This was history for comprehensive schools (I know, I went to one), designed to push the idea, common among British Lefties, that if you have conservative attitudes you are a Nazi. A lot of people who should know better have pushed this over the years, and it has become a central trope of popular culture. The experts in the programme appeared to be doing it as well. Typically, the BBC had selected experts whose views are at one with the corporation’s blatant Leftist agenda. Of course, they may have offered a more balanced and in-depth analysis which ended up on the cutting room floor. I know only what was broadcast.

On the Edinburgh university website Dr Malinowski, who was the consultant on the production, quotes Eric Hobsbawm. It will be remembered that Hobsbawm, who was appointed Companion of Honour under the Blair government in 1997, said on television three years previously that the loss of 20million people was worth it if a communist society could be created.

Professor Evans has written a biography of Hobsbawm, who died in 2012 after a lifetime of unrepentant communism. In it he ‘records Hobsbawm’s many prevarications on Soviet terror, while interpreting them in the most positive light possible’.

The professor drew explicit parallels between Hitler and Donald Trump, describing Hitler’s campaigning in the early Thirties as ‘make Germany great again’, echoing the Trump election slogan. Later he claimed ‘democracy was under threat in our own time’. Funnily enough, Sir Richard said in the Guardian, the British Left’s house journal, that he agreed with John Bercow, the pro-Remain Speaker of the Commons, that Trump should be denied entry to Britain. Perhaps Sir Richard, evidently a Remainer, could explain how Mr Bercow and his Remain agitators undermining the biggest democratic exercise in recent British political history is a pro-democratic action. Many of us would love to know.

This is the pickle our educated elites have got themselves into: they now trumpet democracy after decades of affirming the sedulous removal of democracy to Brussels. Everything is turned on its head: delivering a meaningful Brexit voted for by a majority of the British public is not democratic, but undermining and/or reversing it is.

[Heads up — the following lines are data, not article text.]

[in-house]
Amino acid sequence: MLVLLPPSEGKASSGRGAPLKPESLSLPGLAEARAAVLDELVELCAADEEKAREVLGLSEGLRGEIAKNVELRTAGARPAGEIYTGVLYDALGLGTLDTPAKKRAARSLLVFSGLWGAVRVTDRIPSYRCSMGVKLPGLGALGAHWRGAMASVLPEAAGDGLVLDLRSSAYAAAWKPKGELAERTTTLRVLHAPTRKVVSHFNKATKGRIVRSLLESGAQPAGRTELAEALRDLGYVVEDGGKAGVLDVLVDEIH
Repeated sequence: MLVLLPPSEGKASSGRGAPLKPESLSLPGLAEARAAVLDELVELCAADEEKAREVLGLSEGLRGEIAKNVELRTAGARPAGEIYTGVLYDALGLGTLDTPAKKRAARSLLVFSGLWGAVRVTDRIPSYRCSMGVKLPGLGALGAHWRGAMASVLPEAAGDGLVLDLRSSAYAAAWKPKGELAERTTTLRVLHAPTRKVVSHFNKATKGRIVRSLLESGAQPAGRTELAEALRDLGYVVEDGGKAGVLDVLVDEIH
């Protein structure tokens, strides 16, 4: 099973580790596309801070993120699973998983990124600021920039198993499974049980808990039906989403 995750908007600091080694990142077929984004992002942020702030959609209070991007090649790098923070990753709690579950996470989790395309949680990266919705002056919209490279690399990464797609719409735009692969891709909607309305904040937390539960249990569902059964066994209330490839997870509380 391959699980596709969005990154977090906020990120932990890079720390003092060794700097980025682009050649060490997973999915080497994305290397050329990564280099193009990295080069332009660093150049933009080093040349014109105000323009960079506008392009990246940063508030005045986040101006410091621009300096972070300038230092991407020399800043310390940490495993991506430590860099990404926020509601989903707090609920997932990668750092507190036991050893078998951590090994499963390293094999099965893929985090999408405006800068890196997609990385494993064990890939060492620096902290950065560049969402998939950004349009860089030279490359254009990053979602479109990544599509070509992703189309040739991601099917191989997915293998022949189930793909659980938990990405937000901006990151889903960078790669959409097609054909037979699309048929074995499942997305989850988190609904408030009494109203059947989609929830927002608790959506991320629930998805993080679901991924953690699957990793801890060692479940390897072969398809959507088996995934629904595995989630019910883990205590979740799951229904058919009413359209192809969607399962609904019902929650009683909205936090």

The foisting of European federalism on the British was done by stealth and lying. I never hear the liberal Left elite complaining about that particular abuse of power, truth and democracy. Moreover, if we had listened to them Britain would be in the eurozone now, with all the woe that implies.

The routine distortion of words and facts by prominent Remainers and Leftists is disturbing and destructive. As both W H Auden and George Orwell, no Tories they, concluded: when language gets corrupted, thought gets corrupted.

In drawing her parallels between the Weimar Republic and today, Baroness Kennedy – who it should be said railed against the Blair government’s authoritarian streak – said ‘society was becoming violent and divided’. Perhaps she should examine her own subscription to multiculturalism, the failed doctrinal doublethink which has atomised large parts of Britain and will surely lead to even more trouble in the future.

The message from the BBC’s Rise of the Nazis was that Brexit and Trump are death knells for democracy and anyone not on the Left side of the political spectrum is an extremist. This is an abuse of reason and language itself. Nazism, like communism in practice, had no time for anything that could be recognised as conservatism or old-fashioned liberalism. Neither communism nor Nazism subscribes to personal liberty, private property, common law or private life.

The BBC is grossly irresponsible in broadcasting a programme such as this, which at bottom is pushing juvenile ideas that would not be out of place in fringe meetings of the SWP. It will only add to the corporation’s growing reputation for being partisan and unreliable.

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Robert James
Robert James
Robert James is a national newspaper journalist.